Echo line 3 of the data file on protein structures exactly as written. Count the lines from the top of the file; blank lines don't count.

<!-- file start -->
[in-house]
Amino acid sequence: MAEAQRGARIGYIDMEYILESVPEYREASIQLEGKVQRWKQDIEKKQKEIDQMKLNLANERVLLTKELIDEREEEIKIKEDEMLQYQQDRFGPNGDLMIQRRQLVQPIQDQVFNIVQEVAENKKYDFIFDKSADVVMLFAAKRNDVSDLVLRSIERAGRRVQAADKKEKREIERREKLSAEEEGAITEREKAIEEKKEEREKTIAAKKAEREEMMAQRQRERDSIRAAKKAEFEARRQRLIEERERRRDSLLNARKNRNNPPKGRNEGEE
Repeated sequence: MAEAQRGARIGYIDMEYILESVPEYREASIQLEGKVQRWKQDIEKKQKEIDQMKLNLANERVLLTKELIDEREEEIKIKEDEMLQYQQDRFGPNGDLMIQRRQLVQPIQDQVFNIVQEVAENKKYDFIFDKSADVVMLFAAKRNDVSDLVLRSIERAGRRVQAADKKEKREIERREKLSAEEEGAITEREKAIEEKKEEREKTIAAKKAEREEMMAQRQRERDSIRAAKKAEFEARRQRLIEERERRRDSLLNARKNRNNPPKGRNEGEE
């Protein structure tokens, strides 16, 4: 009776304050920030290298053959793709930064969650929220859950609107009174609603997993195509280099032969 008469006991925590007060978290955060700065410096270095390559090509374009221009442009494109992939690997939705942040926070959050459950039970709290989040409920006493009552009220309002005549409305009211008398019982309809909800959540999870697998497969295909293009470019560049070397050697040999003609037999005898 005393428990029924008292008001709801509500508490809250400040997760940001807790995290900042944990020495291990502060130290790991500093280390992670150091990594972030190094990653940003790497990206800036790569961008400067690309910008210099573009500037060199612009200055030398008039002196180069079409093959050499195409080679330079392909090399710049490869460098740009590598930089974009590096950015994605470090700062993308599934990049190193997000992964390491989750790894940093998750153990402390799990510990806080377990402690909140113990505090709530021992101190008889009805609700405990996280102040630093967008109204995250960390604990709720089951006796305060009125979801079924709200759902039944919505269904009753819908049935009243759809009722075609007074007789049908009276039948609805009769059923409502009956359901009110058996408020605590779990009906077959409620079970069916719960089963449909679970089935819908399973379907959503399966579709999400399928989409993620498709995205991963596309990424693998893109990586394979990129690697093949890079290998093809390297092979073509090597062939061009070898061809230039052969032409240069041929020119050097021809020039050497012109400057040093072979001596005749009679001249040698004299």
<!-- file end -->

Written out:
Repeated sequence: MAEAQRGARIGYIDMEYILESVPEYREASIQLEGKVQRWKQDIEKKQKEIDQMKLNLANERVLLTKELIDEREEEIKIKEDEMLQYQQDRFGPNGDLMIQRRQLVQPIQDQVFNIVQEVAENKKYDFIFDKSADVVMLFAAKRNDVSDLVLRSIERAGRRVQAADKKEKREIERREKLSAEEEGAITEREKAIEEKKEEREKTIAAKKAEREEMMAQRQRERDSIRAAKKAEFEARRQRLIEERERRRDSLLNARKNRNNPPKGRNEGEE